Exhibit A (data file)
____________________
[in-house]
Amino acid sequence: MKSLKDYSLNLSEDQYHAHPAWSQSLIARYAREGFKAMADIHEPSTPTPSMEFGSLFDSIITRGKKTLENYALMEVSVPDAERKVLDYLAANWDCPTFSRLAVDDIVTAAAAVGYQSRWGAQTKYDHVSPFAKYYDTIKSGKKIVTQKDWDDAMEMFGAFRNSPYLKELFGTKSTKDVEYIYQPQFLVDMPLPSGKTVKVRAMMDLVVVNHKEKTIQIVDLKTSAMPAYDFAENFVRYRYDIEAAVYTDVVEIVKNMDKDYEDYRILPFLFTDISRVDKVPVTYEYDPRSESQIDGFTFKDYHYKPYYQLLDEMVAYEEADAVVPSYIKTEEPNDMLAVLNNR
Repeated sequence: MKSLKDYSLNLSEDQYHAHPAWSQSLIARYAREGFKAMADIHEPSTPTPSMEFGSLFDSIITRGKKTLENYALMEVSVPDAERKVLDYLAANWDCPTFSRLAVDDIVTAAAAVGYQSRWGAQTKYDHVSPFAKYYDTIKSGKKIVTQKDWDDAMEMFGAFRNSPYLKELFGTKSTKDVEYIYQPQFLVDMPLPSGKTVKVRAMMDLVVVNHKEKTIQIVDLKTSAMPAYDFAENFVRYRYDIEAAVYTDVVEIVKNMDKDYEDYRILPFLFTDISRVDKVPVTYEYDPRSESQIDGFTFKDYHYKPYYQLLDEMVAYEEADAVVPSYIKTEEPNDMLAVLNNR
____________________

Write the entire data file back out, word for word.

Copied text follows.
[in-house]
Amino acid sequence: MKSLKDYSLNLSEDQYHAHPAWSQSLIARYAREGFKAMADIHEPSTPTPSMEFGSLFDSIITRGKKTLENYALMEVSVPDAERKVLDYLAANWDCPTFSRLAVDDIVTAAAAVGYQSRWGAQTKYDHVSPFAKYYDTIKSGKKIVTQKDWDDAMEMFGAFRNSPYLKELFGTKSTKDVEYIYQPQFLVDMPLPSGKTVKVRAMMDLVVVNHKEKTIQIVDLKTSAMPAYDFAENFVRYRYDIEAAVYTDVVEIVKNMDKDYEDYRILPFLFTDISRVDKVPVTYEYDPRSESQIDGFTFKDYHYKPYYQLLDEMVAYEEADAVVPSYIKTEEPNDMLAVLNNR
Repeated sequence: MKSLKDYSLNLSEDQYHAHPAWSQSLIARYAREGFKAMADIHEPSTPTPSMEFGSLFDSIITRGKKTLENYALMEVSVPDAERKVLDYLAANWDCPTFSRLAVDDIVTAAAAVGYQSRWGAQTKYDHVSPFAKYYDTIKSGKKIVTQKDWDDAMEMFGAFRNSPYLKELFGTKSTKDVEYIYQPQFLVDMPLPSGKTVKVRAMMDLVVVNHKEKTIQIVDLKTSAMPAYDFAENFVRYRYDIEAAVYTDVVEIVKNMDKDYEDYRILPFLFTDISRVDKVPVTYEYDPRSESQIDGFTFKDYHYKPYYQLLDEMVAYEEADAVVPSYIKTEEPNDMLAVLNNR